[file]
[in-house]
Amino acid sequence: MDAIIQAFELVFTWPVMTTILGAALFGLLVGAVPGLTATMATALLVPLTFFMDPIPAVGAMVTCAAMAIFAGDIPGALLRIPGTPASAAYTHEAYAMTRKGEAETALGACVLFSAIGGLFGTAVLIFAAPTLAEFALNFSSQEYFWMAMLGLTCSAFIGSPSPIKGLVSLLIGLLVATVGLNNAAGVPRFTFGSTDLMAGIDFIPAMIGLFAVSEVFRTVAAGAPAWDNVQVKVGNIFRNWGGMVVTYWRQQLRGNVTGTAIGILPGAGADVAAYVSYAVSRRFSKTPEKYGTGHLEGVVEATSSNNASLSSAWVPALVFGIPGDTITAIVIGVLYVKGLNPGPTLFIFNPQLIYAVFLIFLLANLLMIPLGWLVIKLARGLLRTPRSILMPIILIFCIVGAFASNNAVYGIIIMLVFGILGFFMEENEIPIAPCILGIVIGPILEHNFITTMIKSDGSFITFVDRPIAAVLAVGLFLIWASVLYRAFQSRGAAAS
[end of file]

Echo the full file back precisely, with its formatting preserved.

[in-house]
Amino acid sequence: MDAIIQAFELVFTWPVMTTILGAALFGLLVGAVPGLTATMATALLVPLTFFMDPIPAVGAMVTCAAMAIFAGDIPGALLRIPGTPASAAYTHEAYAMTRKGEAETALGACVLFSAIGGLFGTAVLIFAAPTLAEFALNFSSQEYFWMAMLGLTCSAFIGSPSPIKGLVSLLIGLLVATVGLNNAAGVPRFTFGSTDLMAGIDFIPAMIGLFAVSEVFRTVAAGAPAWDNVQVKVGNIFRNWGGMVVTYWRQQLRGNVTGTAIGILPGAGADVAAYVSYAVSRRFSKTPEKYGTGHLEGVVEATSSNNASLSSAWVPALVFGIPGDTITAIVIGVLYVKGLNPGPTLFIFNPQLIYAVFLIFLLANLLMIPLGWLVIKLARGLLRTPRSILMPIILIFCIVGAFASNNAVYGIIIMLVFGILGFFMEENEIPIAPCILGIVIGPILEHNFITTMIKSDGSFITFVDRPIAAVLAVGLFLIWASVLYRAFQSRGAAAS